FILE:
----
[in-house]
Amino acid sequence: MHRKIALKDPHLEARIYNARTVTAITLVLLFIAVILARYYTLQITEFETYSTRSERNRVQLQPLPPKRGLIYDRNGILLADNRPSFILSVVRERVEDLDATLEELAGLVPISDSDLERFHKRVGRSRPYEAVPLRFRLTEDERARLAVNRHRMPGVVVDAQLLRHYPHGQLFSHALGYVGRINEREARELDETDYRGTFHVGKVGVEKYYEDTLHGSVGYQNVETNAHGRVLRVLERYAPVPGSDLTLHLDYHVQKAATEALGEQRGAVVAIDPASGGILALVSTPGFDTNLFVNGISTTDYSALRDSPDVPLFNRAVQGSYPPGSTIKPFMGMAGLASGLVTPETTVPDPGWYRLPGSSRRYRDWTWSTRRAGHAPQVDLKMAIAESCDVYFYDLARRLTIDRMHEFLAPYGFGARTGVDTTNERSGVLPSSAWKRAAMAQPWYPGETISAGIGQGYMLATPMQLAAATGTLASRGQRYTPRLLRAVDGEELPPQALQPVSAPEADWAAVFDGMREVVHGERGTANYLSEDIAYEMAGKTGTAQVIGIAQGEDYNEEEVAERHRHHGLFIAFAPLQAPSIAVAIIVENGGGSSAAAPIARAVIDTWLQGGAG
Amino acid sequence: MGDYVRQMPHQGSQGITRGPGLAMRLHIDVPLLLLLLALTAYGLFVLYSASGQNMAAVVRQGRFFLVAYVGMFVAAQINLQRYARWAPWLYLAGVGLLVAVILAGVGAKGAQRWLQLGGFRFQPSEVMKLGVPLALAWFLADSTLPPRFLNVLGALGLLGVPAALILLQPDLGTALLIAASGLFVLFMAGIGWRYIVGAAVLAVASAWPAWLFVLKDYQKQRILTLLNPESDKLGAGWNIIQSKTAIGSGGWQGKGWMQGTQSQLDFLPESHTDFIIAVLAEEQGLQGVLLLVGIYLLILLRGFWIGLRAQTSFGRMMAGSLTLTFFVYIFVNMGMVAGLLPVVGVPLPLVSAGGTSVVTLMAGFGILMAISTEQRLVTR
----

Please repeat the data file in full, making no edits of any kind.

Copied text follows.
[in-house]
Amino acid sequence: MHRKIALKDPHLEARIYNARTVTAITLVLLFIAVILARYYTLQITEFETYSTRSERNRVQLQPLPPKRGLIYDRNGILLADNRPSFILSVVRERVEDLDATLEELAGLVPISDSDLERFHKRVGRSRPYEAVPLRFRLTEDERARLAVNRHRMPGVVVDAQLLRHYPHGQLFSHALGYVGRINEREARELDETDYRGTFHVGKVGVEKYYEDTLHGSVGYQNVETNAHGRVLRVLERYAPVPGSDLTLHLDYHVQKAATEALGEQRGAVVAIDPASGGILALVSTPGFDTNLFVNGISTTDYSALRDSPDVPLFNRAVQGSYPPGSTIKPFMGMAGLASGLVTPETTVPDPGWYRLPGSSRRYRDWTWSTRRAGHAPQVDLKMAIAESCDVYFYDLARRLTIDRMHEFLAPYGFGARTGVDTTNERSGVLPSSAWKRAAMAQPWYPGETISAGIGQGYMLATPMQLAAATGTLASRGQRYTPRLLRAVDGEELPPQALQPVSAPEADWAAVFDGMREVVHGERGTANYLSEDIAYEMAGKTGTAQVIGIAQGEDYNEEEVAERHRHHGLFIAFAPLQAPSIAVAIIVENGGGSSAAAPIARAVIDTWLQGGAG
Amino acid sequence: MGDYVRQMPHQGSQGITRGPGLAMRLHIDVPLLLLLLALTAYGLFVLYSASGQNMAAVVRQGRFFLVAYVGMFVAAQINLQRYARWAPWLYLAGVGLLVAVILAGVGAKGAQRWLQLGGFRFQPSEVMKLGVPLALAWFLADSTLPPRFLNVLGALGLLGVPAALILLQPDLGTALLIAASGLFVLFMAGIGWRYIVGAAVLAVASAWPAWLFVLKDYQKQRILTLLNPESDKLGAGWNIIQSKTAIGSGGWQGKGWMQGTQSQLDFLPESHTDFIIAVLAEEQGLQGVLLLVGIYLLILLRGFWIGLRAQTSFGRMMAGSLTLTFFVYIFVNMGMVAGLLPVVGVPLPLVSAGGTSVVTLMAGFGILMAISTEQRLVTR